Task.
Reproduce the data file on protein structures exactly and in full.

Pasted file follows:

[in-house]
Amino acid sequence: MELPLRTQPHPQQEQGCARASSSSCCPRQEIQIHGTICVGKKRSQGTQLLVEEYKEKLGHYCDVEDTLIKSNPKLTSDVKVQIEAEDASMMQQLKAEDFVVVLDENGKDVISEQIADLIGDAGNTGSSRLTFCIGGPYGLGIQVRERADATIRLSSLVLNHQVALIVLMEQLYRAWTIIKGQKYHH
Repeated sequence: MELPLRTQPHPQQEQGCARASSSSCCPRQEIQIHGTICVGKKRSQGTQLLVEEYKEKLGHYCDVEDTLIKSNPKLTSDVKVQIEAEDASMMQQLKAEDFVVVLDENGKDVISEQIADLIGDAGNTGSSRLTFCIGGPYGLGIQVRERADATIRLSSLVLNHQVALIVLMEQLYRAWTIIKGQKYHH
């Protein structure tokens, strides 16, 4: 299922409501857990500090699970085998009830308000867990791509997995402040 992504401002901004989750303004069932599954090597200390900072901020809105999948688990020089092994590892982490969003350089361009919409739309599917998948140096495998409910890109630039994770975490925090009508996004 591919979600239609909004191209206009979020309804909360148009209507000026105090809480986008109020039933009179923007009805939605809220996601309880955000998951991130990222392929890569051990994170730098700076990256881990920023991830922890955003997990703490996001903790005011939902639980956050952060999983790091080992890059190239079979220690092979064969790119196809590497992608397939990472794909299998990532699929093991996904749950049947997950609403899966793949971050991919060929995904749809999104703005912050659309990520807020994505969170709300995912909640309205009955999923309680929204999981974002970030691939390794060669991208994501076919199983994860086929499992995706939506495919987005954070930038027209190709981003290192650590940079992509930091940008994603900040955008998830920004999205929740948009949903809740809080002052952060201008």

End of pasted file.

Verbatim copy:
[in-house]
Amino acid sequence: MELPLRTQPHPQQEQGCARASSSSCCPRQEIQIHGTICVGKKRSQGTQLLVEEYKEKLGHYCDVEDTLIKSNPKLTSDVKVQIEAEDASMMQQLKAEDFVVVLDENGKDVISEQIADLIGDAGNTGSSRLTFCIGGPYGLGIQVRERADATIRLSSLVLNHQVALIVLMEQLYRAWTIIKGQKYHH
Repeated sequence: MELPLRTQPHPQQEQGCARASSSSCCPRQEIQIHGTICVGKKRSQGTQLLVEEYKEKLGHYCDVEDTLIKSNPKLTSDVKVQIEAEDASMMQQLKAEDFVVVLDENGKDVISEQIADLIGDAGNTGSSRLTFCIGGPYGLGIQVRERADATIRLSSLVLNHQVALIVLMEQLYRAWTIIKGQKYHH
């Protein structure tokens, strides 16, 4: 299922409501857990500090699970085998009830308000867990791509997995402040 992504401002901004989750303004069932599954090597200390900072901020809105999948688990020089092994590892982490969003350089361009919409739309599917998948140096495998409910890109630039994770975490925090009508996004 591919979600239609909004191209206009979020309804909360148009209507000026105090809480986008109020039933009179923007009805939605809220996601309880955000998951991130990222392929890569051990994170730098700076990256881990920023991830922890955003997990703490996001903790005011939902639980956050952060999983790091080992890059190239079979220690092979064969790119196809590497992608397939990472794909299998990532699929093991996904749950049947997950609403899966793949971050991919060929995904749809999104703005912050659309990520807020994505969170709300995912909640309205009955999923309680929204999981974002970030691939390794060669991208994501076919199983994860086929499992995706939506495919987005954070930038027209190709981003290192650590940079992509930091940008994603900040955008998830920004999205929740948009949903809740809080002052952060201008």